Industry continues to thrive in spite of challenges

GUEST OPINION: Bob Johnson, President & CEO, OABA

The mobile amusement industry, including carnivals, circuses and concessionaires operating at fairs and festivals, keeps a keen eye on the weather. Last year in the U.S., we had record heat bookending the season, huge wildfires in the West and two major hurricanes. 


Despite these challenges, the Outdoor Amusement Business Association (OABA) had a good year! 

As I retire this month and my friend Greg Chiecko takes over as OABA’s president and CEO, the board has asked that I assist him with his transition from one of the country’s top 10 fairs, the Eastern States Exposition (The Big E), to learning more about the mobile amusement industry. I have happily begun doing so.  

I am proud and honored to have served OABA’s board and members, and to have worked with other trade associations for the betterment of all. Over the past 24 years, much has been accomplished with regard to state amusement ride safety, education and OABA’s member initiatives.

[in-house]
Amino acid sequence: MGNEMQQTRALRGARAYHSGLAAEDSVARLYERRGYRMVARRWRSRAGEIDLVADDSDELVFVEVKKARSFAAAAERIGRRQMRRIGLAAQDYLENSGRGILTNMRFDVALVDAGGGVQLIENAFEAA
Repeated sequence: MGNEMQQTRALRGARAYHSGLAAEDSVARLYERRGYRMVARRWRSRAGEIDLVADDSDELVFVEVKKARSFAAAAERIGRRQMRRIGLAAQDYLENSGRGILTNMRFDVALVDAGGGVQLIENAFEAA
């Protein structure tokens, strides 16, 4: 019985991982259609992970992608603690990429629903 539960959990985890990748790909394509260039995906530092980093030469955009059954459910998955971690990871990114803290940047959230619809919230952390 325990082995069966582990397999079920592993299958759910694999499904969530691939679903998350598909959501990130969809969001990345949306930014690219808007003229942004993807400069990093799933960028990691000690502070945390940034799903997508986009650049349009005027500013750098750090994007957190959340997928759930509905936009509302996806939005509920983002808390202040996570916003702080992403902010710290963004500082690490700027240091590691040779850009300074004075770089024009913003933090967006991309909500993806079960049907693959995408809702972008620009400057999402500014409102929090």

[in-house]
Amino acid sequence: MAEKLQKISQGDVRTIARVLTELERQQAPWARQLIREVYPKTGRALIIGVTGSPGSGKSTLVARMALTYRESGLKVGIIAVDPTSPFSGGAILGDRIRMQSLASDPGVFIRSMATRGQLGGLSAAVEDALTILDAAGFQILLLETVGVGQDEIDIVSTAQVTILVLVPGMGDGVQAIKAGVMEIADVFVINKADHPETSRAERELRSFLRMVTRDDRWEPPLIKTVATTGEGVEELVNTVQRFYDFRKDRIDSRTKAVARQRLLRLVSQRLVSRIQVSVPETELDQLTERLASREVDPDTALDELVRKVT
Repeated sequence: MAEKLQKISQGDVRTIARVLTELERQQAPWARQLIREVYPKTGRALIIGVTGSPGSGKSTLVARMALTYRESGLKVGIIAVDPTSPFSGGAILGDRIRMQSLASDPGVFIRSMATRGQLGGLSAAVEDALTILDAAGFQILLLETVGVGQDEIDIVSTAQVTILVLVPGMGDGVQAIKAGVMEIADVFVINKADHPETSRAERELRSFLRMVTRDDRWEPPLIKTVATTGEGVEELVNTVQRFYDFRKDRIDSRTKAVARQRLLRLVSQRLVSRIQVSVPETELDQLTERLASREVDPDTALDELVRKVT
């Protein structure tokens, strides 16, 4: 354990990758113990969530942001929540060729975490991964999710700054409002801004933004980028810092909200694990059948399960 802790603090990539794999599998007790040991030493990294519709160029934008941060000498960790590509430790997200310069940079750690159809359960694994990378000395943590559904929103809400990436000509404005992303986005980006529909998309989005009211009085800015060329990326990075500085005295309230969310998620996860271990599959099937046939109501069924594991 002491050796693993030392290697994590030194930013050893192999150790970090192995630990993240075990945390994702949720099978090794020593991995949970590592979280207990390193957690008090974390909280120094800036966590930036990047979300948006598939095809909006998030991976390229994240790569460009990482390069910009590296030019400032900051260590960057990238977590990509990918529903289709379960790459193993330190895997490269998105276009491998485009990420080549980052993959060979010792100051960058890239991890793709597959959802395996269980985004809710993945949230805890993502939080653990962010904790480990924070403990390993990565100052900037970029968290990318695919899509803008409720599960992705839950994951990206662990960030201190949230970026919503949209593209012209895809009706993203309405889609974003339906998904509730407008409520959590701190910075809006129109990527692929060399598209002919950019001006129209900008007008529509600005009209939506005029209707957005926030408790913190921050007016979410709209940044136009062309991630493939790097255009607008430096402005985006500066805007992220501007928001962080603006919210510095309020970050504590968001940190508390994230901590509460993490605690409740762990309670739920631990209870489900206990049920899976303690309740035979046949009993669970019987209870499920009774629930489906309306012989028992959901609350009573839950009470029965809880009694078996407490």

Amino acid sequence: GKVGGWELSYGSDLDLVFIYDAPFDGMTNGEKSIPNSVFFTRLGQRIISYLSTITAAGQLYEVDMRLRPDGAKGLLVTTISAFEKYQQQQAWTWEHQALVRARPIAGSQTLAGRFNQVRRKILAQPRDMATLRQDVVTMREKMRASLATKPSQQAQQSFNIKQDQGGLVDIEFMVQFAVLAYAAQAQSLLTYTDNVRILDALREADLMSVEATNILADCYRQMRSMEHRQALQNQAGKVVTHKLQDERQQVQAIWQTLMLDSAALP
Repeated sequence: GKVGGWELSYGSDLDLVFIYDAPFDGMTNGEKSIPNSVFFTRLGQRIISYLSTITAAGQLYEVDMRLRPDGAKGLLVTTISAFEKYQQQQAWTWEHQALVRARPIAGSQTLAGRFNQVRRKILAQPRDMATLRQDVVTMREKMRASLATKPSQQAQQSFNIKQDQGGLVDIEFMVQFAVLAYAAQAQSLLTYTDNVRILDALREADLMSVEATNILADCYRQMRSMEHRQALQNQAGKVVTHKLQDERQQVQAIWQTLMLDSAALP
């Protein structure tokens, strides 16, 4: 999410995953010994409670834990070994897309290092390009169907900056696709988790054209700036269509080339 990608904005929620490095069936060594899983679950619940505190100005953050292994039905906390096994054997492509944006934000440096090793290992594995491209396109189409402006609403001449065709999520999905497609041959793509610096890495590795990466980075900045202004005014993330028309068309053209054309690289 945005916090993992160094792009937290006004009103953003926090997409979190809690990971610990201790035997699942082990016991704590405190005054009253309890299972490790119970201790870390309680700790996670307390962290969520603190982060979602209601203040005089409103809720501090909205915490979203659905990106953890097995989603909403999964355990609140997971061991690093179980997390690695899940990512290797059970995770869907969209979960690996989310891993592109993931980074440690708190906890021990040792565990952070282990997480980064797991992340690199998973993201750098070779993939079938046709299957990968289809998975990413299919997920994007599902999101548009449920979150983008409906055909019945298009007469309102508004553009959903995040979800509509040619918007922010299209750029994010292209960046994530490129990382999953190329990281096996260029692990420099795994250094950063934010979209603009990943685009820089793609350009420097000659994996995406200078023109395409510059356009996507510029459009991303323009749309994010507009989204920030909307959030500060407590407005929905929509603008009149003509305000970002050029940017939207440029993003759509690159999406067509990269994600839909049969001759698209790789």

For the last two decades, our primary concern has been the costly, over-regulated legal seasonal guest worker program administered by the Dept. of Homeland Security and the Dept. of Labor (DOL). While we are small compared to other seasonal industries, our members bring some 5,000 to 7,000 H-2B visa employees from Mexico and South Africa each season. This past year, the demand by all stakeholders exceeded 97,000 visas for only 33,000 slots, and DOL’s iCert website crashed — taking two weeks to reopen. Our members are extremely concerned about their staffing this season.

Upcoming in Tampa, our board mix will change as OABA elects new officers and nominates directors to be elected by the membership attending our 54th Annual Meeting. Larry Yaffe of ESY Financial will become OABA’s chair; his goal is to improve the OABA brand and marketing of member services.

This is a great industry, with hard-working families — many exceeding three generations of ownership. My hope is that the next generation will have the same enthusiasm their parents have for entertaining hundreds of millions of guests.